The U.S. Department of Justice and Toyota Motor Corporation (NYSE:TM) (TYO:7203) issued a joint statement today announcing that Toyota will pay a $1.2 billion settlement to close a criminal probe of its actions before and during the recalls involving unintended acceleration in its vehicles. The probe revolved around Toyota’s knowledge of the acceleration problem before issuing the recall. The terms of the settlement also require an independent monitor to review how Toyota handles safety communications, its internal processes for accident reports and its processes for preparing technical bulletins.
The $1.2 billion settlement with Toyota Motor Corporation (NYSE:TM) (TYO:7203) is the largest criminal penalty ever levied against a car manufacturer. The U.S. Attorney’s office, the FBI and other law enforcement agencies were involved in the investigation.
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Statements from DoJ and Toyota
“Today we can say for certain that Toyota intentionally concealed information and misled the public about the safety issues behind these recalls,” Attorney General Eric Holder said earlier this morning. “Put simply, Toyota’s conduct was shameful,” he continued.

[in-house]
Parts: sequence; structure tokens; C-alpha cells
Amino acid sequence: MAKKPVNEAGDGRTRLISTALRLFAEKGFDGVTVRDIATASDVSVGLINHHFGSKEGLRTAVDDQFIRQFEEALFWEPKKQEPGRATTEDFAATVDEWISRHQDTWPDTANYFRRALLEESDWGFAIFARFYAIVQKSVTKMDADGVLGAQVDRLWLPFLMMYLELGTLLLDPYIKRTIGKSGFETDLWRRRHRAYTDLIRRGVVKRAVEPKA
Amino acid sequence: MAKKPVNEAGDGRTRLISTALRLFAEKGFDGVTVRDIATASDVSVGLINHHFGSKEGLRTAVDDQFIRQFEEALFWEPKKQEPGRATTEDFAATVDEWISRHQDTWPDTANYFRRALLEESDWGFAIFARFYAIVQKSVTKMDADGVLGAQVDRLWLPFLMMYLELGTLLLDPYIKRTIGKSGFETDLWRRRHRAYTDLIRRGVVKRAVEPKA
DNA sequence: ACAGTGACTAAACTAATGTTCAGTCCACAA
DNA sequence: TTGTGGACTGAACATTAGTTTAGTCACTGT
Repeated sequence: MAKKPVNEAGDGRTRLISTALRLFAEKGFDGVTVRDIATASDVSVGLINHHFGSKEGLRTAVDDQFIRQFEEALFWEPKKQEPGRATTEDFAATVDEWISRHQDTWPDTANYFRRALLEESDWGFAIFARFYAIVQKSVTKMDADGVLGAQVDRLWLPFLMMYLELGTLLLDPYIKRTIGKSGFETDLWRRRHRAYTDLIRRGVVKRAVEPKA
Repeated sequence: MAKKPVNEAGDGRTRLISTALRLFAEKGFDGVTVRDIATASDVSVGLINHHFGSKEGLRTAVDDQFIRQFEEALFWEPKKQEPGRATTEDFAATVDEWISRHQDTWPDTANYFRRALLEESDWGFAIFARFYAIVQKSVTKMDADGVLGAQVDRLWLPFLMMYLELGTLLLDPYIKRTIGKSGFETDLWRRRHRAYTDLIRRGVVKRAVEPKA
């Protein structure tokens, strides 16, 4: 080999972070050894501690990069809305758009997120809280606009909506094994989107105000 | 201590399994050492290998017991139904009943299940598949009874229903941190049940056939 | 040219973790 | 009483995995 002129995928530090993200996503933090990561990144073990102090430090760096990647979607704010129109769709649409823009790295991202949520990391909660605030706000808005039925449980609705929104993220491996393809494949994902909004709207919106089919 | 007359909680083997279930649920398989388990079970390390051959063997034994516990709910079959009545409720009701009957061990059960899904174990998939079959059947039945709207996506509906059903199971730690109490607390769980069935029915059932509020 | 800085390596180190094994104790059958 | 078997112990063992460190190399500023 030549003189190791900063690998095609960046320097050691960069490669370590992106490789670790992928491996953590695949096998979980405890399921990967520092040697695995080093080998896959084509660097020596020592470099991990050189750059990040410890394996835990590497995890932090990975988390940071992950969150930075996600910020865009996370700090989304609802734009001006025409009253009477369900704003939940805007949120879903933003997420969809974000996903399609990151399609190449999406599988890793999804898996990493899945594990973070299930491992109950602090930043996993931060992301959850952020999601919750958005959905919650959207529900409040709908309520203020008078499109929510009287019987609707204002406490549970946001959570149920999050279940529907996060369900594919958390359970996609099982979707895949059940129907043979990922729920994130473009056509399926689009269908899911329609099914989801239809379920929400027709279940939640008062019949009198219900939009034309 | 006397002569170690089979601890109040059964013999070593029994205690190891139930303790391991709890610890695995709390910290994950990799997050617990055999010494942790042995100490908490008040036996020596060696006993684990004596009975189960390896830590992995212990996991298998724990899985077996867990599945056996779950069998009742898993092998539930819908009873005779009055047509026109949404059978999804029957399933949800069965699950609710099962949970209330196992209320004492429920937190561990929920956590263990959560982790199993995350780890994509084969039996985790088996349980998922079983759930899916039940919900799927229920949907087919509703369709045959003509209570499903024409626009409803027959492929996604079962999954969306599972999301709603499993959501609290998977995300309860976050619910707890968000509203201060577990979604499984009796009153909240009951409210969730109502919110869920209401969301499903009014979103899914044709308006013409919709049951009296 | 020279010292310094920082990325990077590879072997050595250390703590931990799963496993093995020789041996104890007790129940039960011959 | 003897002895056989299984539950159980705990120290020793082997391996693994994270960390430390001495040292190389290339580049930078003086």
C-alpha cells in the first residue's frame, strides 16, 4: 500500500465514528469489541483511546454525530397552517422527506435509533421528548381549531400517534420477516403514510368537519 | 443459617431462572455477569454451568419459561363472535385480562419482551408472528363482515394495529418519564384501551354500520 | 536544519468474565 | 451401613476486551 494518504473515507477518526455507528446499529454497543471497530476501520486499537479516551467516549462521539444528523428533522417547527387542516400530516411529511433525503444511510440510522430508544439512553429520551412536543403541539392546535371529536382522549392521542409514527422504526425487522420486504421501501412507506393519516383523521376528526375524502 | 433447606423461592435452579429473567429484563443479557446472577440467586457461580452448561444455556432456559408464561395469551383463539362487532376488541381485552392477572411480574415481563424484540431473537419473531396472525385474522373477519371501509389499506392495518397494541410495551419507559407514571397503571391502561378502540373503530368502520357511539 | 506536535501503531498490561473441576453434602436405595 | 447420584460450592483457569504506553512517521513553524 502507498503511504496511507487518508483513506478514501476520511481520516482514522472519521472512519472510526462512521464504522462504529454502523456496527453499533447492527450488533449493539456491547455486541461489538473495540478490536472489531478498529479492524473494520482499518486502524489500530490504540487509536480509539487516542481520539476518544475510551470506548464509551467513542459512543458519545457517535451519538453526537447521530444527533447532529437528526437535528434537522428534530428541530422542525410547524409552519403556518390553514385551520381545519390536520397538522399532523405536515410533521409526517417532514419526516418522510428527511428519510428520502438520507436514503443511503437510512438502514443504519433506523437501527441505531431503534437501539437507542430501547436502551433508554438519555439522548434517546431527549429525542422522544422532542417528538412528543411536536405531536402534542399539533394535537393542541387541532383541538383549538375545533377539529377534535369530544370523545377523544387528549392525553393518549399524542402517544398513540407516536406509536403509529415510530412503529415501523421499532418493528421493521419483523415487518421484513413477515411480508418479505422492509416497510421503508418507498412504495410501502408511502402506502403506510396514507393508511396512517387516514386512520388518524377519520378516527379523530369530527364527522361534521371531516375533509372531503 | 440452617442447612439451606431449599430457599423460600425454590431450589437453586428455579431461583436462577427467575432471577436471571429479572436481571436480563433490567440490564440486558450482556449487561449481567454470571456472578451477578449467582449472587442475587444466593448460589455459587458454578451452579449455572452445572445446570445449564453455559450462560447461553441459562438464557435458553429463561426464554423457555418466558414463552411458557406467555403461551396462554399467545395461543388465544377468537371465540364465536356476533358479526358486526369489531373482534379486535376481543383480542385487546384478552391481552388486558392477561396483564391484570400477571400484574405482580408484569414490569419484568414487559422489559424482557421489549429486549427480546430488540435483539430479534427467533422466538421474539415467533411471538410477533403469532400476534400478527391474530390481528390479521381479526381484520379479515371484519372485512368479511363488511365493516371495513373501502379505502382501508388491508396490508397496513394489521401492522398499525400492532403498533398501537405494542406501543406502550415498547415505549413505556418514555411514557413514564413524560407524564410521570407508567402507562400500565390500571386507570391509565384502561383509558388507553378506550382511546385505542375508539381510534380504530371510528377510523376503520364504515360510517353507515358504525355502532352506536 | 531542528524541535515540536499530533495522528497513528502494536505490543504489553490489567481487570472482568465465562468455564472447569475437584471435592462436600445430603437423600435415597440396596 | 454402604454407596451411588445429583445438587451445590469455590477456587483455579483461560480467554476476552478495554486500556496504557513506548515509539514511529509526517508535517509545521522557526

Christopher P. Reynolds, chief legal officer for Toyota Motor North America, also released a statement on the settlement this morning. “Entering this agreement, while difficult, is a major step toward putting this unfortunate chapter behind us. We remain extremely grateful to our customers who have continued to stand by Toyota. Moving forward, they can be confident that we continue to take our responsibilities to them seriously.”
Costs to Toyota
According to USA Today, Toyota Motor Corporation (NYSE:TM) (TYO:7203) has already doled out more than $1.6 billion to car owners in lawsuits and paid federal fines in 2010 and 2012 totaling almost $34 million for delays in their reporting of safety defects to the National Highway Safety Transportation Authority.
The federal criminal probe settled today was the last remaining hurdle for the company in moving on from the acceleration recall incident. The separate NHTSA and congressional probes of the Toyota sudden acceleration recalls have already wrapped up.